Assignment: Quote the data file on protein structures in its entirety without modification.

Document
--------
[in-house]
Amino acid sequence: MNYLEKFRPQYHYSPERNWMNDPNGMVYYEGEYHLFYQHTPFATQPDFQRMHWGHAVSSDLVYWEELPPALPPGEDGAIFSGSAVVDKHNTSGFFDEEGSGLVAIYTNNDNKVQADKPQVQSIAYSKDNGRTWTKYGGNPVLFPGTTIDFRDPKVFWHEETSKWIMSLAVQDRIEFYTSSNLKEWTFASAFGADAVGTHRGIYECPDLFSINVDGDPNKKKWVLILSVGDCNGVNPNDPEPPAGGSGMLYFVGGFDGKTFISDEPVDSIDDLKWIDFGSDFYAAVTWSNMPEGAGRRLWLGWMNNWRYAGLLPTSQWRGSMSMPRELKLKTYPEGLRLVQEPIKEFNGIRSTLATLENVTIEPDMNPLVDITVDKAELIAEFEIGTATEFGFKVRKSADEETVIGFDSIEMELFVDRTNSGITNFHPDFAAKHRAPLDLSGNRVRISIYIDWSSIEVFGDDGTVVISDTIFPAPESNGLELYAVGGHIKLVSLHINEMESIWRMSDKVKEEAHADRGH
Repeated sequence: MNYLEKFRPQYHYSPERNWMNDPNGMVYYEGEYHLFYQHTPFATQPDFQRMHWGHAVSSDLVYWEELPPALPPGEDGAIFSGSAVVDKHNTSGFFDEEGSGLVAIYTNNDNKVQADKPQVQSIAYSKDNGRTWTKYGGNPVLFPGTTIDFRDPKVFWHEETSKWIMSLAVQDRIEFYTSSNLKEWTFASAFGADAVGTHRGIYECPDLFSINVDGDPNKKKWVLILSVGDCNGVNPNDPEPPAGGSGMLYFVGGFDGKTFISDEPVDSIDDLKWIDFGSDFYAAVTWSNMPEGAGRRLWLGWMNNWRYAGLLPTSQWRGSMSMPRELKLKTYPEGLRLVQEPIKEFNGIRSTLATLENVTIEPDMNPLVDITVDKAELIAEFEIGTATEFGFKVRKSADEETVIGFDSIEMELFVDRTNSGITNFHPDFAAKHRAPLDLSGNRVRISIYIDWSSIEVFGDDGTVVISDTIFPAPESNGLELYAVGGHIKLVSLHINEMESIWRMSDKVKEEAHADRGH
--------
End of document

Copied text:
[in-house]
Amino acid sequence: MNYLEKFRPQYHYSPERNWMNDPNGMVYYEGEYHLFYQHTPFATQPDFQRMHWGHAVSSDLVYWEELPPALPPGEDGAIFSGSAVVDKHNTSGFFDEEGSGLVAIYTNNDNKVQADKPQVQSIAYSKDNGRTWTKYGGNPVLFPGTTIDFRDPKVFWHEETSKWIMSLAVQDRIEFYTSSNLKEWTFASAFGADAVGTHRGIYECPDLFSINVDGDPNKKKWVLILSVGDCNGVNPNDPEPPAGGSGMLYFVGGFDGKTFISDEPVDSIDDLKWIDFGSDFYAAVTWSNMPEGAGRRLWLGWMNNWRYAGLLPTSQWRGSMSMPRELKLKTYPEGLRLVQEPIKEFNGIRSTLATLENVTIEPDMNPLVDITVDKAELIAEFEIGTATEFGFKVRKSADEETVIGFDSIEMELFVDRTNSGITNFHPDFAAKHRAPLDLSGNRVRISIYIDWSSIEVFGDDGTVVISDTIFPAPESNGLELYAVGGHIKLVSLHINEMESIWRMSDKVKEEAHADRGH
Repeated sequence: MNYLEKFRPQYHYSPERNWMNDPNGMVYYEGEYHLFYQHTPFATQPDFQRMHWGHAVSSDLVYWEELPPALPPGEDGAIFSGSAVVDKHNTSGFFDEEGSGLVAIYTNNDNKVQADKPQVQSIAYSKDNGRTWTKYGGNPVLFPGTTIDFRDPKVFWHEETSKWIMSLAVQDRIEFYTSSNLKEWTFASAFGADAVGTHRGIYECPDLFSINVDGDPNKKKWVLILSVGDCNGVNPNDPEPPAGGSGMLYFVGGFDGKTFISDEPVDSIDDLKWIDFGSDFYAAVTWSNMPEGAGRRLWLGWMNNWRYAGLLPTSQWRGSMSMPRELKLKTYPEGLRLVQEPIKEFNGIRSTLATLENVTIEPDMNPLVDITVDKAELIAEFEIGTATEFGFKVRKSADEETVIGFDSIEMELFVDRTNSGITNFHPDFAAKHRAPLDLSGNRVRISIYIDWSSIEVFGDDGTVVISDTIFPAPESNGLELYAVGGHIKLVSLHINEMESIWRMSDKVKEEAHADRGH